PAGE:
In the 1440p gaming market, AMD’s Radeon RX 5700 and the competing GeForce RTX 2060 Super are the most viable options. They are also ideal for high frame rate 1080p gaming, where they compete with their lower-end siblings, the RTX 2060 and the RX 5600 XT. In this post, we compare the RX 5700 and the RTX 2060 Super and decide which one is the better buy for 1080p 144Hz and 1440p 60Hz focused gaming rigs.
We’ll be testing the two cards across eleven titles and note the average frame rates, 1% lows and 0.1% lows. We’ll also compare the FPS graphs of the two cards in a couple of games and then check their respective TDPs. Let’s get to it.
|Specs||RX 5700||RTX 2060 Super|
|Base Clock||1540 MHz||~1500MHz|
|Boost Clock||1750 MHz||1650 MHz|
|Memory||8GB GDDR6||8GB GDDR6|
|Memory Speed||14 Gbps||14 Gbps|
- CPU: AMD Ryzen 9 3900X
- Motherboard: ASRock X570 Taichi
- Memory: Trident Z Royal 8GB x 2 @ 3600MHz CL15
- Power Supply: Corsair HX1000i
- All the titles except Wildlands were tested at 1080p and 1440p ultra.
AMD Radeon RX 5700 vs NVIDIA RTX 2060 Gaming Benchmarks: 1080p
At 1080p, the GeForce RTX 2060 seems to have the upper hand. The RX 5700 is beaten even in AMD sponsored titles like Strange Brigade and Ashes of the Singularity. These games are known to favor Radeon cards thanks to an excellent DirectX12 implementation that includes Asynchronous Compute and a low driver overhead.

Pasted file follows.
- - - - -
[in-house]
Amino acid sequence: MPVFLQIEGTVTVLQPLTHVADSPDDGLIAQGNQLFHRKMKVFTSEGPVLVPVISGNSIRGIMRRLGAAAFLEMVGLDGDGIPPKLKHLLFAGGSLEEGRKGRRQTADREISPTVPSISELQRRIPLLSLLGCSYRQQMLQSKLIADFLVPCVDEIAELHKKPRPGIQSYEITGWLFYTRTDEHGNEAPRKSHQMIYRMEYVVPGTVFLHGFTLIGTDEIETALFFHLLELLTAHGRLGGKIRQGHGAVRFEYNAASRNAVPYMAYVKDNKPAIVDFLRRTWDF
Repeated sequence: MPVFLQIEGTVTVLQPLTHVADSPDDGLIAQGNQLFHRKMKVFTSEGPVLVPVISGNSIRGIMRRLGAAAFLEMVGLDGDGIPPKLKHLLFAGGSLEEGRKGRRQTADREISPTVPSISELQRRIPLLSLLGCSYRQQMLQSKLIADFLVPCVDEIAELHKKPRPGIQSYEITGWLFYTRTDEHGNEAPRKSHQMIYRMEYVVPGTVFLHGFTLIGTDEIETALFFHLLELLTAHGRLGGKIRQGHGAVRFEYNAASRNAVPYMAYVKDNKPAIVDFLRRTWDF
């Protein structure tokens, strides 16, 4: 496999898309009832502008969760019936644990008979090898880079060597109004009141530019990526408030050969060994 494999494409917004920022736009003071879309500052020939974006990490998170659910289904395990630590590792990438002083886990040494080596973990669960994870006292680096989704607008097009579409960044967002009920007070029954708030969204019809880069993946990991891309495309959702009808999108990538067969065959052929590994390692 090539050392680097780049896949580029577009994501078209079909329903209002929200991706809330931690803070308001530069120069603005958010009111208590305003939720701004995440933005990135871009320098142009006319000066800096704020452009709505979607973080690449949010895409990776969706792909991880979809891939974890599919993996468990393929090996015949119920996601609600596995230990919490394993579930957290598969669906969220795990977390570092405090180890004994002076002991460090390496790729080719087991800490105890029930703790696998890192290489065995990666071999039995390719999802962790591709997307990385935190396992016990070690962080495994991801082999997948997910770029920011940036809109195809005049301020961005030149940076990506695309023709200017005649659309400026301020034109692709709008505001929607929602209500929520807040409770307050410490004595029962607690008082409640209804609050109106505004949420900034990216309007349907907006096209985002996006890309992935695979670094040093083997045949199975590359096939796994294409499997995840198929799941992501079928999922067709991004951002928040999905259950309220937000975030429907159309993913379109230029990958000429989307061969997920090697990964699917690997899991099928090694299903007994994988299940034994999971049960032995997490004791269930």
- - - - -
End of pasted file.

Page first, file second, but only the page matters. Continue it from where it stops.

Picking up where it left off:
AMD Radeon RX 5700 vs NVIDIA RTX 2060 Gaming Benchmarks: 1440p
Things get better for the RX 5700 at 1440p, however, the RTX 2060 Super still manages a slim victory by winning in 7 out of 11 titles, with the deltas being under 5% in most of the games. Let’s have a look at the sustained frame rate graphs to get a better picture:
Have a look at the sustained frame rates of the two GPUs in Borderlands 3 and Metro Exodus. In both games, the RX 5700 starts off in the lead, but towards the middle of the benchmark, it begins to falter, and finally near the end, the RTX 2060 takes the lead.
We did some checking and it turns out that the RX 5700 runs into a hard temperature bottleneck leading to severe throttling. This results in a performance drop towards the last segments of the benchmarks due to overheating. AMD’s blower-style reference cooler has always been terrible. NVIDIA adopted a new dual-heatsink with the Founders Edition cards and for good reason. The older design doesn’t cut it anymore. AMD needs to do the same or these small things will cost in the long run.
As such, we recommend the aftermarket Radeon RX 5700 cards (specifically the ASRock Radeon RX 5700 CHALLENGER D), over the RTX 2060 Super for 1440p gaming. There’s a good 5-10% gap between the reference and ASRock card. Even with the reference card, the delta between the Radeon and GeForce is under 5% and can be ignored. You can snag a board partner RX 5700 for as low $329 while the cheapest RTX 2060 Super will cost at least $400. However as already mentioned, for high frame-rate 1080p gaming, the RTX 2060 Super is not a bad option. Ray-tracing support is an added bonus and it works well at FHD using this GPU.